Can you hold the wheels of the car as you move it? If so, you might consider using something like a rubber band to store the energy.

    Does the weight factor in at the beginning of the challenge or the end? If you weigh it before, what about somehow catching all of the water (thus adding weight), then using it to turn paddles on the cart?
  7. Feb 23, 2010 #6
    Re: Need help with Engineering design project!!

    Yeah the rubber band thing is about the only other thing that we can come up with. Its going to be tough to get the energy from the drainging water to get the rubber band to wind. We can hold the wheels while we move it to the finish line. The finish weight is what is used to compile the score. I guess I am going to start thinking about a rubberband type design. We will most likely end up catching the water some how and use the weight of all of the water to wind the rubberband around the axel. The electronic way would be somewhat costly anyway. I just figured it would be extremely cool if we could find a way to do it.
  8. Feb 24, 2010 #7
    Re: Need help with Engineering design project!!

    well, the electronic storage method is not a bad way to go, but i do agree that you have a lot of losses when you go this route. especially if you go for a low cost solution.

    however, given that it was your original idea, here's a few pointers
    as for a generator, you could just run a dc motor in reverse... (spin the shaft with the propeller). you might want to look into using super capacitors for storage instead of a battery as charging them is MUCH faster. if you manage to do the back of the envelope calculations to figure out how much power you'll get out of the motor with a set of super caps charged by your water system, you could probably gear the car well enough to get you to the 30ft (i'm just guessing here, i have no efficiency calcs, it is really just a gut feeling).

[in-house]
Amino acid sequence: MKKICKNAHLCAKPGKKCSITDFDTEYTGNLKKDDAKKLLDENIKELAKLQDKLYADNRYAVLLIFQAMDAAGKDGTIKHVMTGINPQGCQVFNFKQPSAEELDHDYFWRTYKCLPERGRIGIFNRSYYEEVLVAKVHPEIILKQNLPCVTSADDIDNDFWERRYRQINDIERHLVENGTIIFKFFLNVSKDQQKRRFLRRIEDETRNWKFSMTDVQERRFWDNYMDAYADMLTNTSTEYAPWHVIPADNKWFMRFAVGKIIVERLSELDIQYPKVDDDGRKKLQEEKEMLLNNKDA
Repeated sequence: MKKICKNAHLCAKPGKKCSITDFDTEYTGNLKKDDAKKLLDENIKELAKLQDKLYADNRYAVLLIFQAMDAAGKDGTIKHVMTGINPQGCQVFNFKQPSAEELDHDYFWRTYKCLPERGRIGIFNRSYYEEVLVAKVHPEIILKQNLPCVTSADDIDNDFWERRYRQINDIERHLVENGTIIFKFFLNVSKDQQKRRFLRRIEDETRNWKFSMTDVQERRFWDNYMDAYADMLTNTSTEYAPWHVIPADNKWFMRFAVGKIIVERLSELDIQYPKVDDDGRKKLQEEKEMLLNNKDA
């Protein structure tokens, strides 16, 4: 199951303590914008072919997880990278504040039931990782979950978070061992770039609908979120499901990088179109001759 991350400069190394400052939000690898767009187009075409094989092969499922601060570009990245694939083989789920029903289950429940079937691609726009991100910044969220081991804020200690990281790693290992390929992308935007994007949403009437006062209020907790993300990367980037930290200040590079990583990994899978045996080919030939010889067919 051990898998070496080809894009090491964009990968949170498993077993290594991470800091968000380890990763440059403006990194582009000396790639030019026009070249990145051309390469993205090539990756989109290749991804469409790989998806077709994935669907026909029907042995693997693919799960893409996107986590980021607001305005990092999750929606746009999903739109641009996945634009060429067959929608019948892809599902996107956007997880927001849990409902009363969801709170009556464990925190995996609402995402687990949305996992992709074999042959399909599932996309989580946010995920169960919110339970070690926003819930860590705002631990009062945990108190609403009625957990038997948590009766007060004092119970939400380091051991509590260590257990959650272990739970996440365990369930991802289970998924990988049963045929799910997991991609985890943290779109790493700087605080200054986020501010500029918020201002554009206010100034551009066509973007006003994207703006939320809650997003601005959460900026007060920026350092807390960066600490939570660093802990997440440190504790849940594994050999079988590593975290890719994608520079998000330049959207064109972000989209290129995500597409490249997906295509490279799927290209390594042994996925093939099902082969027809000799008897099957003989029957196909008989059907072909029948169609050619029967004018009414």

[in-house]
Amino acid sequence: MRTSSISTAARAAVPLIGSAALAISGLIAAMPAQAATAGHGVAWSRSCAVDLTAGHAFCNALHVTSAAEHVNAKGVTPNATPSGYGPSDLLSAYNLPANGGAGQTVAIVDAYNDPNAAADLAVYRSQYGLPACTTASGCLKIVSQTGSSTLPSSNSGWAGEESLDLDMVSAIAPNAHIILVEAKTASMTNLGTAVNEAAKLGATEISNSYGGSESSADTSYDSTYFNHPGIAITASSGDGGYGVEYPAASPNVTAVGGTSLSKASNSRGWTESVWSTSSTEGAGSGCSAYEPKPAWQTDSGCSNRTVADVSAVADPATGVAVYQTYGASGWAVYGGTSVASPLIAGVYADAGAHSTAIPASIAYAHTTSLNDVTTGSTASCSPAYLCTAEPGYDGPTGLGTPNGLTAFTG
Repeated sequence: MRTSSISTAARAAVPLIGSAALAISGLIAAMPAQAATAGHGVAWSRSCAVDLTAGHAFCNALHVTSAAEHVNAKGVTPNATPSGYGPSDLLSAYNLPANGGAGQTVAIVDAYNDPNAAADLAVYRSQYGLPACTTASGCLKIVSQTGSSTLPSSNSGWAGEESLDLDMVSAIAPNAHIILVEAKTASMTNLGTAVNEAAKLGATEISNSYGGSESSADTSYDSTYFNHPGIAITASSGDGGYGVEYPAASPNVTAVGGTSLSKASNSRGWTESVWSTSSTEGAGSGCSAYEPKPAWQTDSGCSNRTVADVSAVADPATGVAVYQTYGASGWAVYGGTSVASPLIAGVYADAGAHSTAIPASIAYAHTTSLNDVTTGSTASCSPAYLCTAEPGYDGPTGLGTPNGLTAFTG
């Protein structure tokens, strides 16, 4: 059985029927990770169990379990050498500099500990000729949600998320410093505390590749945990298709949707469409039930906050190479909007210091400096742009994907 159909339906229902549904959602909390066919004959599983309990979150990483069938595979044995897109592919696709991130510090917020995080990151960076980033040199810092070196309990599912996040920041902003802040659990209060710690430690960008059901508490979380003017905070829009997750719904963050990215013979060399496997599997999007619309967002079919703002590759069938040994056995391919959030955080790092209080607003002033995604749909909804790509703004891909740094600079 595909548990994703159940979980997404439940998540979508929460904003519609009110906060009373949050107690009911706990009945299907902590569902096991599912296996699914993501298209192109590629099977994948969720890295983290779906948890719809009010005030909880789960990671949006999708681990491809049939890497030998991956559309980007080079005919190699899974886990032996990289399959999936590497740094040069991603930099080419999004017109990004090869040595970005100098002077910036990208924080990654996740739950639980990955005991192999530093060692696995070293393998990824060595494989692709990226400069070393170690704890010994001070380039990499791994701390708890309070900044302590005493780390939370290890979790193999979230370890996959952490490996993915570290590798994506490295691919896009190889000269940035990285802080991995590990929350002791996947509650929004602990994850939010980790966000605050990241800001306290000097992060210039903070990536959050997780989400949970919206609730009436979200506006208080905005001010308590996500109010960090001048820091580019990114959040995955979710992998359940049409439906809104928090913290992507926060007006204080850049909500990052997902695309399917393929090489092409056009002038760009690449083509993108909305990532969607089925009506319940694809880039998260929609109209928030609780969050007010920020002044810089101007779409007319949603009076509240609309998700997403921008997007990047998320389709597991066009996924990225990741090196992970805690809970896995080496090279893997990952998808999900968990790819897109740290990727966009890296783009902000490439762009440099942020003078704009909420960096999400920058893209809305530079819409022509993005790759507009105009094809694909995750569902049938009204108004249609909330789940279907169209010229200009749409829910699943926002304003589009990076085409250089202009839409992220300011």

the other method of spinning a rubber band around the axle is not a bad one, however, unless you have access to a machine shop making the ratcheting mechanism that will disengage the rubberband could be irritating!

    another option would be to use a spring/ratchet mechanism to store the energy (in my view you'll always need to use a set of paddles to spin... something!).

    best of luck.
  9. Feb 24, 2010 #8
    Re: Need help with Engineering design project!!

    Would it be allowed to use the five gallons of water to raise a counter weight of just less than five gallons 6 feet off the ground.
    Then eject the five gallons and use the raised counter weight to turn the axle of the vehicle via a pulley system as it falls.
  10. Feb 27, 2010 #9


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    Re: Need help with Engineering design project!!

    I'm not confident about the efficiency of this, but it should also be possible to store the energy as compressed air (perhaps in something as simple as a balloon) on-board and use it for either jet thrust or to power a small turbine similar to one in a pneumatic wrench. I'd feel far better about that if the water didn't have to exit the pipe at floor level, as was indicated in the original post.
  11. Feb 28, 2010 #10
    Re: Need help with Engineering design project!!

    Can I be cheeky and suggest you mount a 5 gallon tank, very very nearly 5 feet above the ground but on your vehicle.

    Then simply let the water run from their tank into yours.
    You will have as near as dammit captured all their energy.

    Then let the header of water drive whatever mechanism you choose.
    You can concentrate on a low friction, low loss drive.

    This will have the advantage of transporting an extra 50 lbs to the finsih line.

    Good luck.
    Happy wheel spinning